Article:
This article is not meant to draw attention to myself nor is it meant for people to give me pity. In fact, I want the exact opposite. If you are reading this and you have contributed to some of the things I describe below, don't apologize to me. That's not the point of this article.
When I was in 5th grade after hearing the broadcast of Bobby Thompson's "shot heard 'round the world," I fell in love with broadcasting. I would always say to people I wanted to be the next Gary Cohen or Howie Rose and announce for the New York Mets whether it be on TV or radio. That dream was cultivated throughout high school as I interned on a sports talk radio show at LIU Post in 11th grade and took the two broadcasting classes that my school offered. The second class I took during my junior year entitled, "Broadcast Journalism" really furthered my interest into the field. Once a month for 5 days, I was on "The Tomahawk," the morning radio program broadcast to the entire school. Though many people just tuned it out (and to be honest, I did as well when I wasn't on) it was still an accomplishment for me. Every now and then, a teacher or student would come up to me in the hallway and say, "Hey, you're that kid on the Tomahawk" or my friends and teachers would say, "Nice job this morning." It meant the world to me when people would say that because it let me know that people were listening.
Then, something changed. At the end of 10th grade, I began to take a keen interest in history and politics. I began reading books frequently and visiting the public library once a week. While I took the broadcasting class that put me on the school's morning announcements, my interest was deepened. In that class when you weren't on the show you pretty much were allowed to do whatever you wanted. I was the kid who sat there and read a book instead of watching YouTube videos. At the end of 11th grade, I began writing. I would share my opinion on current events and every now and then submit a little paragraph to Newsday or the local papers. The broadcasting field is wider than most people think so rather than become a sports broadcaster, I now wanted to become a journalist. My plan going into my senior year in high school was that I would go to New York Institute of Technology and major in communications with a concentration in journalism whether it be sports and politics. I joined the school paper and was now writing two articles monthly. The problem was that besides writing for the school's paper there were no more broadcasting classes for me to take.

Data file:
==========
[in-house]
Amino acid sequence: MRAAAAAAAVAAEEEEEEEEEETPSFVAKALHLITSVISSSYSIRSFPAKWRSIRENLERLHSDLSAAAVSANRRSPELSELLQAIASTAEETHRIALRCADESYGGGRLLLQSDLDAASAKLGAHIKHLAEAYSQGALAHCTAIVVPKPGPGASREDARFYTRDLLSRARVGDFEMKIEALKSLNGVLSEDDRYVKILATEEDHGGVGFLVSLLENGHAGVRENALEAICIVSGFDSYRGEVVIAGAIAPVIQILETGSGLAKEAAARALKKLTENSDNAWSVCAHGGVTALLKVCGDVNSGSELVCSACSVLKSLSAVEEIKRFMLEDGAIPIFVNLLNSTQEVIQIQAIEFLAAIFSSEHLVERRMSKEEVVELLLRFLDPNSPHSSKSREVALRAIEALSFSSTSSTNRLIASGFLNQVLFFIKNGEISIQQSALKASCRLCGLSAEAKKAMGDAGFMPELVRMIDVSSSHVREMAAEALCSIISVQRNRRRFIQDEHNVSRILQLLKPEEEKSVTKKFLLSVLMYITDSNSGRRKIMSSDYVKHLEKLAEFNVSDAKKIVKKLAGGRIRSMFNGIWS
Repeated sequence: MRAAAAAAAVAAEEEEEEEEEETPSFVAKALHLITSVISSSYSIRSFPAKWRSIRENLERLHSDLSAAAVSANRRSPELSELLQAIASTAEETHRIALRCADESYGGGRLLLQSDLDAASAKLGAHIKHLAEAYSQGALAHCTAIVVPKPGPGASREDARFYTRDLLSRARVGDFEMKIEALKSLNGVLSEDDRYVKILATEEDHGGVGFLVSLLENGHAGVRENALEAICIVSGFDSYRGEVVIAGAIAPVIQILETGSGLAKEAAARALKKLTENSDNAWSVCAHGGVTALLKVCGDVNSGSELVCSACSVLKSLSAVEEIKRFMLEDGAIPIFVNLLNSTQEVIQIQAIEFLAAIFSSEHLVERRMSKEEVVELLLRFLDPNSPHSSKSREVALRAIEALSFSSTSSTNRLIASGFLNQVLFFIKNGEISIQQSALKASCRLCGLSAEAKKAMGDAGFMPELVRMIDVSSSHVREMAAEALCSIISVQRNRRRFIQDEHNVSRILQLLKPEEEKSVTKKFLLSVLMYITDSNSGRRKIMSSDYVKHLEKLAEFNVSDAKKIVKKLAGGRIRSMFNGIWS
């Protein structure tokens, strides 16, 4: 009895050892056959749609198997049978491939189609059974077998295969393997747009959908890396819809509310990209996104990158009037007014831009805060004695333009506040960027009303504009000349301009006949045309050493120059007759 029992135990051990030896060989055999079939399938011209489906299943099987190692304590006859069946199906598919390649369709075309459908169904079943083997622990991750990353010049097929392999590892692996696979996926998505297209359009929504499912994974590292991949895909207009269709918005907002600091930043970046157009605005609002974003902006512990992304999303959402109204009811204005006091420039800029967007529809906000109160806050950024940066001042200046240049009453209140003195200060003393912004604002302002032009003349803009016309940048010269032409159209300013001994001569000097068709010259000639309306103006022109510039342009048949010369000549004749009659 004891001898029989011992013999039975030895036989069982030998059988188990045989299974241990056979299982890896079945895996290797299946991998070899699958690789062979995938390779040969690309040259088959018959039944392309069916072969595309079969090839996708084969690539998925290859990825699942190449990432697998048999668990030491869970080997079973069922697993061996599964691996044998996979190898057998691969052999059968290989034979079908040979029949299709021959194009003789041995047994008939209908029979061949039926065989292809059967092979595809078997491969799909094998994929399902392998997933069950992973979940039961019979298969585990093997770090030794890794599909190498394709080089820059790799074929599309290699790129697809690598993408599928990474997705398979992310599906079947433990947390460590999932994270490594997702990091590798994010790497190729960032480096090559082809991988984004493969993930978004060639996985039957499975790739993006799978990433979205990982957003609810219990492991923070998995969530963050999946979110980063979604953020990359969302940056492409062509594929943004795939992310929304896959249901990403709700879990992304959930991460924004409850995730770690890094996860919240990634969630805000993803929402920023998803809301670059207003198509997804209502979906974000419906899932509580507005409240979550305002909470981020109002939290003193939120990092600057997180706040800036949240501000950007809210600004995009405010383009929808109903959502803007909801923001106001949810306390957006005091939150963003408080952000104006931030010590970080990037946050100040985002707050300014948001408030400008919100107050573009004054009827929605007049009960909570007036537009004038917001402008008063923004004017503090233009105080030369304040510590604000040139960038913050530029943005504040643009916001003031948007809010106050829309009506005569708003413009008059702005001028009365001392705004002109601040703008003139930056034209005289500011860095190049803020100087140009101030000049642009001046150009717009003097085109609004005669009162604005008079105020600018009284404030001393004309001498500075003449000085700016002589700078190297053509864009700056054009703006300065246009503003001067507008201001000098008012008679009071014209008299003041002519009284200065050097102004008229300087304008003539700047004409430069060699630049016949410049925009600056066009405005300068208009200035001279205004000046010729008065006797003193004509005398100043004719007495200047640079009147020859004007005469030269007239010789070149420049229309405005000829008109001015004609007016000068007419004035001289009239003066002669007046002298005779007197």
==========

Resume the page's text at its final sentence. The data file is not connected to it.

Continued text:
From September to April, I would walk around saying I was a journalism major but in the back of my head I would say "Is it worth it to go into the dirtiest profession there is?" (hypothetically speaking). Journalism is full of slander and back room deals that most people don't know about. Though I was still deeply ingrained in baseball, my interest starting leaning more toward political journalism. Then it hit me. Was it really worth it to do this and make around $50,000 a year? I took a step back and realized what I was overlooking. My senior year schedule featured AP European History, AP Government, AP Macroeconomics and Philosophy. With those four being in the social studies field and my keen interest for all of them I had finally settled on a profession. I would become a history teacher
NYIT doesn't have an education program, which is what led me to my current status at St. Joseph's College. A cheap private college for education majors close to home. Throughout the last two months of my senior year I was met with mixed results from friends, family, teachers, and co-workers. My family of course said to pursue my dream and do whatever I thought was best. Some of my teachers, specifically my AP Euro teacher, were very excited. "You better come back and student teach with me!" were his final words to me on the last day of class. Where the bumpy road begins was with some friends or shall I say "friends." My closest friends were happy for me that I settled in a field I felt comfortable in and encouraged me to pursue my dream as my family members had. Then came the response from my "friends." "Why would you wanna do that?" or "You're better than that" were some of the responses. One of my friends who I thought was a close friend even said to me: "You know nobody actually goes to school to become teacher right? That's like a dead end job." Try saying that to a room full of teachers. It takes 6 years to become a certified teacher, so if 6 years of studying hard is a dead end job I guess that's mine.
What really has kept me going in my desired field is my ability to do what I want when I want to do it and not do whatever is most popular with people. "You teach the same thing every year, you'll probably get bored" or "You spend the first 12 out of your first 18 years of life in school, why would you wanna spend another 20-30 doing it again" were more statements people would make towards me. Would I call it bullying? No. Would I call it being ill-informed and too quick to pass judgement? Yes. Considering teachers in New York make $80,000+ anyone who calls teaching a dead end job is definitely ill-informed.
I start my student observing in February so that begins my path to becoming a teacher to the people who criticized, mocked, and scoffed at my career choice -- Thank you. You have made me stronger. And to all the fake people out there in general -- Thank you. Without you, we wouldn't know the difference between right and wrong. So despite a personal anecdote, what's the overall message? Pursue your dream no matter what people throw at you. Do what you are most passionate about, not what will get you accepted by the most people, because everyone's got something to say and it isn't always a positive comment.